Sam is a 46 year old married mother of two teenage boys. When she left school she worked on dairy farms rearing calves and relief milking. She gave it up when she started a family and worked part time in the family company’s accounts department. She couldn’t get the cows out of her system though, so when she saw an ad in a local paper for a Milk Recorder she went for it. Her sons were at secondary school by this point and she was bored at home so it seemed to make sense.
This is a day in Sam’s life as a milk recorder.
I work for a company called National Milk Records (NMR). NMR is the leading supplier of milk recording services in the UK, providing management information on individual cows’ performances in terms of milk quality, yield and fertility.
I have started my “recording day” at lunchtime as this is how I would record one farm.
I have a supply of sample pots delivered to my house every month. These lovely orange boxes contain 60 sample pots which i have to number up before we can start milking. Most of my farms now have computers so at some stage before I am due there, they send me an email with all the data I need. This is everything that has happened to the cows since I was there last month. When I’ve put all of these “events” (such as calving, illness, death or sales) into my laptop I can then work out which cows will be coming in to be milked that afternoon.
I write the numbers (each cow has a number) on the pots, load them into the car and go to the farm. In theory my list should match exactly to the cows in the herd, with the odd exception where a cow has had an “event” before I get there, such as mastitis or lameness.
At the farm it’s on with the wellies and waterproofs. It’s usually a messy job though in high summer I can get away with shorts and flip flops at a couple of farms. Through the winter I tend to look more like a Michelin man!
As the cows come into the parlour I take their number (hopefully I can read their freeze brand; if not I have to try and read her ear tag). I pick out the corresponding pot for each cow and take a small sample of milk.
There are various different types of sampling system, but they all syphon off some milk while the cow is being milked, into a bottle or a pot. I also write down how much milk each cow has given. This is weighed in kilograms, and it’s not unusual for a cow to give 100 tonnes of milk in her lifetime – something I still find staggering to this day! A cow will on average give about 25kg of milk per day; some more, some less.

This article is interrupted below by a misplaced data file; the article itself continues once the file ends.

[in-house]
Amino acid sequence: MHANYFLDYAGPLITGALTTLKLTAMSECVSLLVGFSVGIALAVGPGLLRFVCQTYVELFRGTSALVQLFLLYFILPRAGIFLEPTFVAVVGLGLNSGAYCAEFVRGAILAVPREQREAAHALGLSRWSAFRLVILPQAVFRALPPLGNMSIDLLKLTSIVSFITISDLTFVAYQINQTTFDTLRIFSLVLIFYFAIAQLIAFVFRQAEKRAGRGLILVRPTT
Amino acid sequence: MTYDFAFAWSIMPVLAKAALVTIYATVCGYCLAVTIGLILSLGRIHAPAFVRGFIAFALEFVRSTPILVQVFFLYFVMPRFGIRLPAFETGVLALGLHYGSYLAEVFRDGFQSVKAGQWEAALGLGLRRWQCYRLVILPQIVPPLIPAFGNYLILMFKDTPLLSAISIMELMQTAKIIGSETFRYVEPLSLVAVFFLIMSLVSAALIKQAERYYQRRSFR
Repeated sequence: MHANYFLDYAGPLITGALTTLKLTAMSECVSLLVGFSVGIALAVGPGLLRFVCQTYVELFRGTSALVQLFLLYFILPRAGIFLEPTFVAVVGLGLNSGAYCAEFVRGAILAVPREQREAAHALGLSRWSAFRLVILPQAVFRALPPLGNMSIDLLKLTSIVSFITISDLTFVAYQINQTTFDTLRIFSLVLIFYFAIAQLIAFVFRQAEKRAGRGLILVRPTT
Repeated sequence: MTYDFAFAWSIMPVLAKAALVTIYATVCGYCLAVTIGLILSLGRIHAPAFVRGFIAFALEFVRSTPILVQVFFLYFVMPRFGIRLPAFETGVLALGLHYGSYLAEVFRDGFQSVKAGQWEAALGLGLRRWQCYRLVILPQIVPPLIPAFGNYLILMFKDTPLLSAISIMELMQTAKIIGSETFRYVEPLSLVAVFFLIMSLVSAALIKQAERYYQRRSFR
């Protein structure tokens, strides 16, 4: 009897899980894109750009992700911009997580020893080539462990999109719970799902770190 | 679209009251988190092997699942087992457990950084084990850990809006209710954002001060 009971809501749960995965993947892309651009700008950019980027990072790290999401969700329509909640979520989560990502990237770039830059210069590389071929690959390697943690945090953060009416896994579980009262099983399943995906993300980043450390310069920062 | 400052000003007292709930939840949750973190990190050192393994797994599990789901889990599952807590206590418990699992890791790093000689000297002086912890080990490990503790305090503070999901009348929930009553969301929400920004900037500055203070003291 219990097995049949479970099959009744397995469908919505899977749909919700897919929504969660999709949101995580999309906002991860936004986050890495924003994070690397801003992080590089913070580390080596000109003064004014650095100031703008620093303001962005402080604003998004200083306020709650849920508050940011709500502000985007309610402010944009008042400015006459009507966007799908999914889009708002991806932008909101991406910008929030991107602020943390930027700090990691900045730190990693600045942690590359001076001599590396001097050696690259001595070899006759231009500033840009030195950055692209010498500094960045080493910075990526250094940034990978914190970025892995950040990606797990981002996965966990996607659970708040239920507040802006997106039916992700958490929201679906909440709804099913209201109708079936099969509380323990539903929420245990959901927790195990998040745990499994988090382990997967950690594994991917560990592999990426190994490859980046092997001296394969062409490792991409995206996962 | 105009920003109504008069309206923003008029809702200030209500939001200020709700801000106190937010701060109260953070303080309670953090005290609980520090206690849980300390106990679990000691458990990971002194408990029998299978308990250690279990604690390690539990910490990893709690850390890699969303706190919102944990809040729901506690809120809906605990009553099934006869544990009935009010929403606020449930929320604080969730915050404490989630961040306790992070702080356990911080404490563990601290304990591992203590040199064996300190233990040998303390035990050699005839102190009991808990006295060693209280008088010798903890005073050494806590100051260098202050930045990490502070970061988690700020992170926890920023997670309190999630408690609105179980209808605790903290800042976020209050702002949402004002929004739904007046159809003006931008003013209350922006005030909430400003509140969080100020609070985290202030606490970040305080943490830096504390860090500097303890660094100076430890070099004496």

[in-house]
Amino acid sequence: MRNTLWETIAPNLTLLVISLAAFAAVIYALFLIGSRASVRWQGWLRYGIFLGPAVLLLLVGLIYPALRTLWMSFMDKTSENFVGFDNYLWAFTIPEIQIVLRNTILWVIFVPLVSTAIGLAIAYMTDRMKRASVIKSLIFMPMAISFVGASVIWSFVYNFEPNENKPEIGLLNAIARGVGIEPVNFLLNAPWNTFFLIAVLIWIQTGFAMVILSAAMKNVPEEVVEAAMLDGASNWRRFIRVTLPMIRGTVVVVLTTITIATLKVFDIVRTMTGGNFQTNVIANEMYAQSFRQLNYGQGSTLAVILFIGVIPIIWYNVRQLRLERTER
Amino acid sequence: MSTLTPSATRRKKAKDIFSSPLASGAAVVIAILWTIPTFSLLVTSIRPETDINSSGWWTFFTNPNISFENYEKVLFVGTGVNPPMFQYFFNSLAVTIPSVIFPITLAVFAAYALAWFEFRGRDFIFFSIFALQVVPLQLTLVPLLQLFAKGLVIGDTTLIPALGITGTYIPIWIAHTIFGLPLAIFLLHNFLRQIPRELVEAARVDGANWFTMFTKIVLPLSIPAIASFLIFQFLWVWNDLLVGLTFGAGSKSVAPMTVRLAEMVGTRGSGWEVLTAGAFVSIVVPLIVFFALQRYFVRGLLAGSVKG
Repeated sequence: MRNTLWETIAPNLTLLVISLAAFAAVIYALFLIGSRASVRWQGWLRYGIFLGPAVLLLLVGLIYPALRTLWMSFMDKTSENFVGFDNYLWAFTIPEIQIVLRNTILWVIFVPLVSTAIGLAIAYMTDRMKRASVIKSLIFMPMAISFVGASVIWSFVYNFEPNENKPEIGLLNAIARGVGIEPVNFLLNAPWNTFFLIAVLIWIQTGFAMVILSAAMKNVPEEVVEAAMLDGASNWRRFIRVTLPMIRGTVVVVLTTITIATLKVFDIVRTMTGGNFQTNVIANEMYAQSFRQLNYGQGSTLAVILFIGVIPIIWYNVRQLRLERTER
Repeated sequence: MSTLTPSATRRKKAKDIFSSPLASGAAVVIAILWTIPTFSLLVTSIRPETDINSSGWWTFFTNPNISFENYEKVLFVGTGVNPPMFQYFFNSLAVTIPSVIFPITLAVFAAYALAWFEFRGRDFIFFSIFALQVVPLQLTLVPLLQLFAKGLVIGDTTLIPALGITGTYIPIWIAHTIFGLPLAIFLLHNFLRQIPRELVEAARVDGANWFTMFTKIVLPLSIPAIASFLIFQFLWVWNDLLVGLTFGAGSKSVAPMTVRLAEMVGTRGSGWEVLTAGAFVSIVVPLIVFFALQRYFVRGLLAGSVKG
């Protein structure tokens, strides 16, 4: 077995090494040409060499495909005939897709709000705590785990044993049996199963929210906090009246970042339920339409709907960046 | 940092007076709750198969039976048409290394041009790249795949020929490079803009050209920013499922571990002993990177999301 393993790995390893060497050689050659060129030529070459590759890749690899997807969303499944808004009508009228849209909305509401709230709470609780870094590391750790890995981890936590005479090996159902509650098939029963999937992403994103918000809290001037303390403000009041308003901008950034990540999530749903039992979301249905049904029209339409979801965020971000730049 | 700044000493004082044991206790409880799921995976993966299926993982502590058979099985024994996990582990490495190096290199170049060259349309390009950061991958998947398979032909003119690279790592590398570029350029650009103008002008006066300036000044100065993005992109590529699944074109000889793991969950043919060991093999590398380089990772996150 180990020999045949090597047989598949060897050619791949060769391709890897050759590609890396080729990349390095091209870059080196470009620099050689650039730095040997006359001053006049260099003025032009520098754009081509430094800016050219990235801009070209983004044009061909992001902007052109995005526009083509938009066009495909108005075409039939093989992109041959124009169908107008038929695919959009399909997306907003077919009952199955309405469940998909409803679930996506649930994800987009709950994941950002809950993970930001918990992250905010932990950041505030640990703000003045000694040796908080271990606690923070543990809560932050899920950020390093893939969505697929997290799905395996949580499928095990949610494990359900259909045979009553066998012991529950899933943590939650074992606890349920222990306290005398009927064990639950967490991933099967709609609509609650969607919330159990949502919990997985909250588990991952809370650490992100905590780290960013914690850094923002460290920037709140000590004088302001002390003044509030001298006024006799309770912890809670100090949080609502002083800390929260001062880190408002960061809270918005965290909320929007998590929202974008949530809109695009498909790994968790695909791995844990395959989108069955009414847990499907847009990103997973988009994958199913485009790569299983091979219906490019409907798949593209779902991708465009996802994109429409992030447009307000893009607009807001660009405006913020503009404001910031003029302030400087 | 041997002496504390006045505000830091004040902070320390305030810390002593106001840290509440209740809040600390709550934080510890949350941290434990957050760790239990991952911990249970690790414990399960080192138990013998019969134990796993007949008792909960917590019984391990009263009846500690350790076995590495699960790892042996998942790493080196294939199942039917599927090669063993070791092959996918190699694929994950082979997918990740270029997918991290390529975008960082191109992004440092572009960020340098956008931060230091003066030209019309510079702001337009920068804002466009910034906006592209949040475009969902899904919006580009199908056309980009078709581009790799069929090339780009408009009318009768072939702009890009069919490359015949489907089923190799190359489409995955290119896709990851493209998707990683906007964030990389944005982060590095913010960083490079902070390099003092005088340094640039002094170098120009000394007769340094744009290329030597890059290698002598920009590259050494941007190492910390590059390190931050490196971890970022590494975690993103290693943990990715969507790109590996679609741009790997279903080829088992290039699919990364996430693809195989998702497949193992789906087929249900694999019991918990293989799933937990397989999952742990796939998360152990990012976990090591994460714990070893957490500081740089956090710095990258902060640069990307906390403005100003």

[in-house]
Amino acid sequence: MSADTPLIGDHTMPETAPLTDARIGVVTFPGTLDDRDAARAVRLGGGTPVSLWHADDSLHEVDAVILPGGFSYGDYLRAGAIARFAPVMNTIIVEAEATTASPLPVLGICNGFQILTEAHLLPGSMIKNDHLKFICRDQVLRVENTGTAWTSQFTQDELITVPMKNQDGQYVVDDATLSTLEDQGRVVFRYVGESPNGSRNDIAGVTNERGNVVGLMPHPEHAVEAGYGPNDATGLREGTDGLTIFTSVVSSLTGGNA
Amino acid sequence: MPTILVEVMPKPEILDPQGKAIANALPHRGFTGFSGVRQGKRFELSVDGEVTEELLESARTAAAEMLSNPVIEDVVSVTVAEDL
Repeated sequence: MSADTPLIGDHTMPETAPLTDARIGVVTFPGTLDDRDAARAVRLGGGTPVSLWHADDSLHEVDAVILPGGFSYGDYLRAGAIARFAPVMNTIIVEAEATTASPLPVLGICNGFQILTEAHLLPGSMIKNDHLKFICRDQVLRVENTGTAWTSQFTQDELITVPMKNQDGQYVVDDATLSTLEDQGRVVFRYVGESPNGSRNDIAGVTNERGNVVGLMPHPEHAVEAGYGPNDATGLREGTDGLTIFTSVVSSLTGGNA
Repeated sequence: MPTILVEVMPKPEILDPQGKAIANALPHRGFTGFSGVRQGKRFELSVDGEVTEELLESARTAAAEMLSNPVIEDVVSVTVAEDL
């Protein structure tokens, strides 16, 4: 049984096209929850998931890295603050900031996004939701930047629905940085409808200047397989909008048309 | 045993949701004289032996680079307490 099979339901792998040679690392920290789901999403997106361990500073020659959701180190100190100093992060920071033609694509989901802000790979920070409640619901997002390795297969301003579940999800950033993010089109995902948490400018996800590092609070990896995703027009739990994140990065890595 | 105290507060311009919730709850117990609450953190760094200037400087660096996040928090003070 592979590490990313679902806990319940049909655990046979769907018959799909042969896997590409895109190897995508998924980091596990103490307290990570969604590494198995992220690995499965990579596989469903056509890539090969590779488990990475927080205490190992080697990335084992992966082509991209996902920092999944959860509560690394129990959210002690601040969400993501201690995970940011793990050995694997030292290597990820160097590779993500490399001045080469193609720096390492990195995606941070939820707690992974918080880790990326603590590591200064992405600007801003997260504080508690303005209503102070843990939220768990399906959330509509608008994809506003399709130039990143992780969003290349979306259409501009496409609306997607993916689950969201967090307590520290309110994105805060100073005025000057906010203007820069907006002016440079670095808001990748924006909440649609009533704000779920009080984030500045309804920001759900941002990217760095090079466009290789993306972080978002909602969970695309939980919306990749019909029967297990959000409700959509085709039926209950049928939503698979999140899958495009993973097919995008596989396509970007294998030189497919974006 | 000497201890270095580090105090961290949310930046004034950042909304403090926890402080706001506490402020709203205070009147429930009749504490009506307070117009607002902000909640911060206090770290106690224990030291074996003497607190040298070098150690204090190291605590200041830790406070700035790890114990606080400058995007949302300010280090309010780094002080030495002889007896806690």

The average time I am at a farm in the afternoon is 2.5 hours. Then it’s home to cook tea, feed dogs, sort washing and all the other things that need to be done before bed.
At 4am it’s up and at it again. Early mornings don’t bother me, although for one farm I have to be up at 2:30am which does push it to the limit! I need coffee, so I have one before I leave and make a flask to take with me. I usually put the dishwasher on and load the washing machine before I go so that they are finished when I get home. It’s too early to eat anything at 4am though, so I sometimes take a banana or a breakfast biscuit to eat when we’ve finished the milking.
On the farm I repeat what was done yesterday so that we get a true sample of 24 hours’ worth of milk. At the end of milking I check that all the pots have milk in them, and remove any that are empty. I record the milk yields onto my computer and print off a record of that day’s milking for the farmer. This will have all the data on it including yields, service dates, calving dates and pregnancy test reslts. A full report, including test results, will be available to the farmer within 3 or 4 days online.
I leave the samples on the farm so that they can be collected by the tanker driver and sent on to our laboratory in Wolverhampton. There the milk is tested for quality, butterfat, protein and in some cases some diseases that can affect the cows. We can now also pregnancy test the cows through their milk sample.
Back at home I double check that what I’m sending on the computer matches what I have left on the farm, and upload the information to a central server. Depending on what day it is, I’ll download the data for my next couple of farms and sort out that afternoon’s herd at the same time.
Once I’ve had breakfast, let the chickens out, walked th edogs and had a shower it’s off to my “day job” in the office for a few hours where I sort invoices and generally input data into a different system!